Wednesday, November 30, 2011

HAVING FUN WITH SINGLE-CELLED PROTISTS!

video

Here is a little video we made after watching a ciliate protist swimming around a piece of lichen from a sumac tree.  (St-Laurent Academy- Grade 6 Program- Ottawa, Canada)

Tuesday, November 29, 2011

The outstanding nominees for the 2012 Indianapolis Prize are:

§ Steven C. Amstrup, Ph.D.: (Polar Bears International) Directed research that led to the 2008 listing of polar bears as a threatened species under the Endangered Species Act; developed infrared technology to locate polar bear dens under the snow.
§ P. Dee Boersma, Ph.D.: (University of Washington, Seattle; Center for Penguins as Ocean Sentinels) Since 1970s has studied and documented impact of global warming on penguins, and successfully stopped harmful harvesting and development through penguin colonies.
§ Markus Borner, Ph.D.: (Frankfurt Zoological Society) Champion for the Serengeti ecosystem and its endangered black rhinos through biodiversity conservation and ecologically sustainable development; established the first Community Conservation Program in the Serengeti.
§ Robert Buchanan: (Polar Bears International) Leader in polar bear conservation and champion for the Arctic; created PBI’s Tundra Connections™ educational program that broadcasts live programs over the Internet into classrooms around the world.
§ Gerardo Ceballos, Ph.D.: (Instituto de Ecología, Universidad Nacional Autónoma de México) Champion for jaguars in Mexico, conducting the first country-level jaguar census and the most comprehensive jaguar study to date; finalist for the 2010 Indianapolis Prize.
§ Lisa Dabek, Ph.D.: (Tree Kangaroo Conservation Program; Woodland Park Zoo, Seattle) Founder of the Tree Kangaroo Conservation Program; responsible for the first Conservation Area in Papua New Guinea; used Crittercam© technology for the first time on arboreal mammals that allows scientists to record animal behavior through mounted video cameras and transmitters.
§ Jaret Daniels, Ph.D.: (University of Florida, Florida Museum of Natural History; IFAS Department of Entomology and Nematology) Butterfly conservationist dedicated to assisting imperiled butterfly species recovery; formed the Florida Butterfly Monitoring Network, a statewide citizen-scientist program that trains volunteers and directly engages researchers.
§ Karen L. Eckert, Ph.D.: (WIDECAST: Wider Caribbean Sea Turtle Conservation Network) Dedicated to research, multilateral marine resource management and the international conservation policies for sea turtles for more than three decades.
§ Lisa Hywood: (Tikki Hywood Trust) Works tirelessly to preserve Zimbabwe’s wildlife – including captive breeding, management and monitored release of endangered species and conservation education in underprivileged, rural areas.
§ Rodney Jackson, Ph.D.: (Snow Leopard Conservancy) Conducted an in-depth radio-tracking study of snow leopards in the 1980s; dedicated to building local communities’ capacity as key players in conserving the species; finalist for the 2008 and 2010 Indianapolis Prize.
§ Charlene Jendry: (Columbus Zoo and Aquarium) Responsible for numerous initiatives that have had a positive impact on survival of mountain gorillas and resulted in significantly reduced poaching and deforestation.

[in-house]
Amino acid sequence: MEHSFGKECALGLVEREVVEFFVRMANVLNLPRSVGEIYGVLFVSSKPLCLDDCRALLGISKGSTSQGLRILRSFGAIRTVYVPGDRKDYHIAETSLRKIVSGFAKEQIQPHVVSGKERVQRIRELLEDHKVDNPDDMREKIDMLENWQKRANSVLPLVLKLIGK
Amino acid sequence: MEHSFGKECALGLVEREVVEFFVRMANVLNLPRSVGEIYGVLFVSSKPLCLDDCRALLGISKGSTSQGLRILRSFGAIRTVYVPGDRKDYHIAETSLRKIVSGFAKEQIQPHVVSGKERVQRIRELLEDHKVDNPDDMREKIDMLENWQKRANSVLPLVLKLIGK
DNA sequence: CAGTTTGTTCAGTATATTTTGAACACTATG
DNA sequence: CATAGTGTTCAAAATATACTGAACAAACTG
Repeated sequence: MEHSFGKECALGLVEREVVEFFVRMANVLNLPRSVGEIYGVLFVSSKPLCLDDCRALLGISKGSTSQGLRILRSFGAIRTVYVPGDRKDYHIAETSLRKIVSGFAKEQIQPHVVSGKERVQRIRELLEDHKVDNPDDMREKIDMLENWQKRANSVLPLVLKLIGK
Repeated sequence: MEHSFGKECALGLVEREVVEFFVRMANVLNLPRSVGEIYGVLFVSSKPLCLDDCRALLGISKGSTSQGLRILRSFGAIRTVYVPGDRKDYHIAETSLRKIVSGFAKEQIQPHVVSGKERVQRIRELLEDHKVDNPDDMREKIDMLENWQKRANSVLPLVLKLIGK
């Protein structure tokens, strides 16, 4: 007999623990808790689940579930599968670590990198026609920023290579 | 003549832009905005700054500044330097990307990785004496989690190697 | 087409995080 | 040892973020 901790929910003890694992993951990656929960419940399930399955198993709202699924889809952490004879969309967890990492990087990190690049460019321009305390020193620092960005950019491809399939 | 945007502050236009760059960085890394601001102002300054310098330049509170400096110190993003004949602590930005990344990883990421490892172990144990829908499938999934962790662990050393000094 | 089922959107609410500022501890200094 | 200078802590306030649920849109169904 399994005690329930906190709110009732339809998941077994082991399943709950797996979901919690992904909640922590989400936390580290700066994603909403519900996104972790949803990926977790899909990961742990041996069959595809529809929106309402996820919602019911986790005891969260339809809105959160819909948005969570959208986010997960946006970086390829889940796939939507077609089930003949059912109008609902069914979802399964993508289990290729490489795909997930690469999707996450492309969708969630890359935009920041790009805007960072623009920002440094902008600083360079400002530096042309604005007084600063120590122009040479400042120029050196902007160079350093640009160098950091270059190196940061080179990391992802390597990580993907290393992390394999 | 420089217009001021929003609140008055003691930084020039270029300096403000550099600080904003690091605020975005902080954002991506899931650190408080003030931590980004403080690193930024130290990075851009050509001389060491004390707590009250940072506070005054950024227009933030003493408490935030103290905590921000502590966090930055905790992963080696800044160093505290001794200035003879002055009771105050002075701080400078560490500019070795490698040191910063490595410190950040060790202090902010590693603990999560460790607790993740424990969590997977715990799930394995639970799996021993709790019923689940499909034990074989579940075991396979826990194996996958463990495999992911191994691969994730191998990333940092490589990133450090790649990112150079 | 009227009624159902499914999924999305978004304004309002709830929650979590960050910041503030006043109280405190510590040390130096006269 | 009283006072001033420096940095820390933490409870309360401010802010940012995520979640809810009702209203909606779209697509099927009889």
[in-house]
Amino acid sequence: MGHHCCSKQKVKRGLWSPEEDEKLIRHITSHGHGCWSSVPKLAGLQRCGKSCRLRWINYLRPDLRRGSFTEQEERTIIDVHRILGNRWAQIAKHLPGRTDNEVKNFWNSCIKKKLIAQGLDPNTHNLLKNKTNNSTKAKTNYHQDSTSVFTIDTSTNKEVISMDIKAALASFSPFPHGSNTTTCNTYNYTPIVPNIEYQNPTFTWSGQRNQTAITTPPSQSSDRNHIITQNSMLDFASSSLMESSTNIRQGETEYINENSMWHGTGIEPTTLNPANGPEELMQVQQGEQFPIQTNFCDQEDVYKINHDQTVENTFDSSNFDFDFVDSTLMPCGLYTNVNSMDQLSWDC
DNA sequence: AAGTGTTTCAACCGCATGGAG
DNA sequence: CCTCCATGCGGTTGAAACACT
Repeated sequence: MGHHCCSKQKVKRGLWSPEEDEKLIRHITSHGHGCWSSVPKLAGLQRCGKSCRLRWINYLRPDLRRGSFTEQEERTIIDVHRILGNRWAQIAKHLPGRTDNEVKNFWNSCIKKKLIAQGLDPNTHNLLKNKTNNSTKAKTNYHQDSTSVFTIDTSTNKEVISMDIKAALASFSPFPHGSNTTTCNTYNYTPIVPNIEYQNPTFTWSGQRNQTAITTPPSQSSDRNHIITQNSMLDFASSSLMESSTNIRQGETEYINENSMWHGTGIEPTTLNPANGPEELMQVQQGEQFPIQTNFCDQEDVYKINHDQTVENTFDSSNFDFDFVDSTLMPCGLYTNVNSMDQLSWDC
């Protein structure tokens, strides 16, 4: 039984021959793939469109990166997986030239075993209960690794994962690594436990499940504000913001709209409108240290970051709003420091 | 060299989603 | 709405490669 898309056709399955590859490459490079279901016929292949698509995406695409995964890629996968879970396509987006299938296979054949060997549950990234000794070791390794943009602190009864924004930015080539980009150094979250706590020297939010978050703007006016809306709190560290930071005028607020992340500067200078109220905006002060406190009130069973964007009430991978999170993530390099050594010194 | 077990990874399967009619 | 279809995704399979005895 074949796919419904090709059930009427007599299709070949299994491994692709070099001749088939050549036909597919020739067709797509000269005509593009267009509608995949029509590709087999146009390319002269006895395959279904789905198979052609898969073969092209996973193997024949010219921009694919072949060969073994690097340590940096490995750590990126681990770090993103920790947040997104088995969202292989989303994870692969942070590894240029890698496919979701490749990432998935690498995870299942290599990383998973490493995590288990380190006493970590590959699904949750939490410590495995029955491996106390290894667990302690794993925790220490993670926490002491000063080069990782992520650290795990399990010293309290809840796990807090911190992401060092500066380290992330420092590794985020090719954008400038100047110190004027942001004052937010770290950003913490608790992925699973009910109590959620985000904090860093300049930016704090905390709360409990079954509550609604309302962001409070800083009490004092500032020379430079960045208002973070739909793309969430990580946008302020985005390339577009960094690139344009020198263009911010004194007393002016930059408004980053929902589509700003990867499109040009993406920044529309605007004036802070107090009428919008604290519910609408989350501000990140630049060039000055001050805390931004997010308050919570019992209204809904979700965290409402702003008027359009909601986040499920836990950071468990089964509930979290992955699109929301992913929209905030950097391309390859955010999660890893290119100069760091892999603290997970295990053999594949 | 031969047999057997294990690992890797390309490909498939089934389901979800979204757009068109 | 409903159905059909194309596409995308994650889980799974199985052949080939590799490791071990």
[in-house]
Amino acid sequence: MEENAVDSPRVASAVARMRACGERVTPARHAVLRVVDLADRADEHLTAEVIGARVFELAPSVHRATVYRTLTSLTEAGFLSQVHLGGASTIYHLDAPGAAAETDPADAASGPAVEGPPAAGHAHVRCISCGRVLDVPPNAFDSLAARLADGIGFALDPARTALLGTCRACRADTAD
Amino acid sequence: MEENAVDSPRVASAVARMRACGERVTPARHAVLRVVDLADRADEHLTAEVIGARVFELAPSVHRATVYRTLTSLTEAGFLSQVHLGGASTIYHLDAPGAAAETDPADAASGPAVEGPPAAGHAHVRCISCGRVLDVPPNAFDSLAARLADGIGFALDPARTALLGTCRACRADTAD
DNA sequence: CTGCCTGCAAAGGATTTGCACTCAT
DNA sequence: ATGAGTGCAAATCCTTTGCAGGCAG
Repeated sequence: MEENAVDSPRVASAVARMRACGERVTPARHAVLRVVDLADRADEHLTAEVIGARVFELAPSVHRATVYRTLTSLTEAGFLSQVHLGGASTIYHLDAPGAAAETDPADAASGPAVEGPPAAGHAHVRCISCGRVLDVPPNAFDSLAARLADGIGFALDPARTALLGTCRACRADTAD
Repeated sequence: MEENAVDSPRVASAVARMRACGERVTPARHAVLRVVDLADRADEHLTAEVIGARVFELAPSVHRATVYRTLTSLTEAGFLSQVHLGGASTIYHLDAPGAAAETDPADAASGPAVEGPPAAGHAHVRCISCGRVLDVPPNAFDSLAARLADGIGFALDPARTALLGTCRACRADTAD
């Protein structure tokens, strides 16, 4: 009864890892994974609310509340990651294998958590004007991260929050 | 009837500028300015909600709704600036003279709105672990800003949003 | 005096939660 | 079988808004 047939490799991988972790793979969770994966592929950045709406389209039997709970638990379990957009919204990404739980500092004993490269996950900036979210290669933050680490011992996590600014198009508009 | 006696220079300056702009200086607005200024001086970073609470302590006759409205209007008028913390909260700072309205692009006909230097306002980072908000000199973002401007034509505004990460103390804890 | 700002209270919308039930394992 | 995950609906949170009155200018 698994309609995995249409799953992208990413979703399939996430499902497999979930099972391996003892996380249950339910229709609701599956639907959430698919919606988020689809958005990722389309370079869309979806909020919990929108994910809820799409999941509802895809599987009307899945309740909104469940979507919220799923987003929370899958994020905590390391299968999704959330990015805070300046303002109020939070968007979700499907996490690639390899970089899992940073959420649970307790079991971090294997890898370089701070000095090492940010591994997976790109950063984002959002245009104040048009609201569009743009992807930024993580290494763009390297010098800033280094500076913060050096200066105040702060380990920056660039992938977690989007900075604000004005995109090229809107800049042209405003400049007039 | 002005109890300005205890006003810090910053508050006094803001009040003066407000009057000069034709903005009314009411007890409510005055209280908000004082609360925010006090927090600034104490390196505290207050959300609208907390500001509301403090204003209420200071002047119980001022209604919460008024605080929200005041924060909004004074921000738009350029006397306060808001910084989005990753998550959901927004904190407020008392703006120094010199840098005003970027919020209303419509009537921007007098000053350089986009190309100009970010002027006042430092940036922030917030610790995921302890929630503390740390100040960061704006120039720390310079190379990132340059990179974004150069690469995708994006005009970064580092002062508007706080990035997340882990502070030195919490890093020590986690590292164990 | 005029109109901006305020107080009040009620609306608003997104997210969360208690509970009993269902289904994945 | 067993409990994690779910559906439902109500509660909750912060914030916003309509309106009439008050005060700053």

§ Carl Jones, Ph.D.: (Mauritian Wildlife Foundation) Biologist who pioneered the techniques of applied population management to reverse the decline of the most endangered species; instrumental in the creation of the first national park in Mauritius; involved in the recovery of five bird species coming from populations of less than ten.
§ James A. Kushlan, Ph.D.: (HeronConservation, the IUCN Heron Specialist Group) Co-founded the IUCN Heron Specialist Group; primary author of the 2004 North American Waterbird Conservation Plan which systemized the conservation needs of more than 200 species from Canada through the Caribbean.
§ Robert C. Lacy, Ph.D.: (Chicago Zoological Society; IUCN Conservation Breeding Specialist Group) Developed analytical techniques and software for optimal genetic management of wildlife populations while pioneering research on the importance of genetic diversity.
§ David W. Macdonald, D.Sc.: (WildCRU: Wildlife Conservation Research Unit, University of Oxford) Pioneered the scientific basis of practical conservation, establishing conservation biology as a science among European universities by founding WildCRU in 1986; specializes in wild carnivore research and was the founder and, for 25 years, chairman of the IUCN’s Canid Specialist Group.
§ Laurie Marker, D.Phil.: (Cheetah Conservation Fund) Founded the Cheetah Conservation Fund; led a conservation program from humble beginnings in rural Namibia to an unparalleled model for predator conservation; finalist for the 2008 and 2010 Indianapolis Prize.
§ Sharon Matola: (Belize Zoo) Founder of the Belize Zoo; spearheading Belize’s environmental education on behalf of jaguars.
§ Charles Mayhew, MBE: (Tusk Trust) African ecosystem conservationist who co-founded Tusk Trust in 1990; backed the launch of a collection of community-managed conservancies now covering 3 million acres in northern Kenya and instigated the acclaimed PACE, Pan African environmental education initiative.
§ Russell A. Mittermeier, Ph.D.: (Conservation International) Visionary leader able to motivate every level of conservationist to support the greater good of many species, including primates; one of the first academic primatologists to become concerned with the welfare and conservation of primates.
§ George B. Rabb, Ph.D.: (Chicago Zoological Society) Leading amphibian conservationist in halting the species’ decline; facilitated discovery of the chytrid fungus that has been called the most devastating animal disease ever recorded.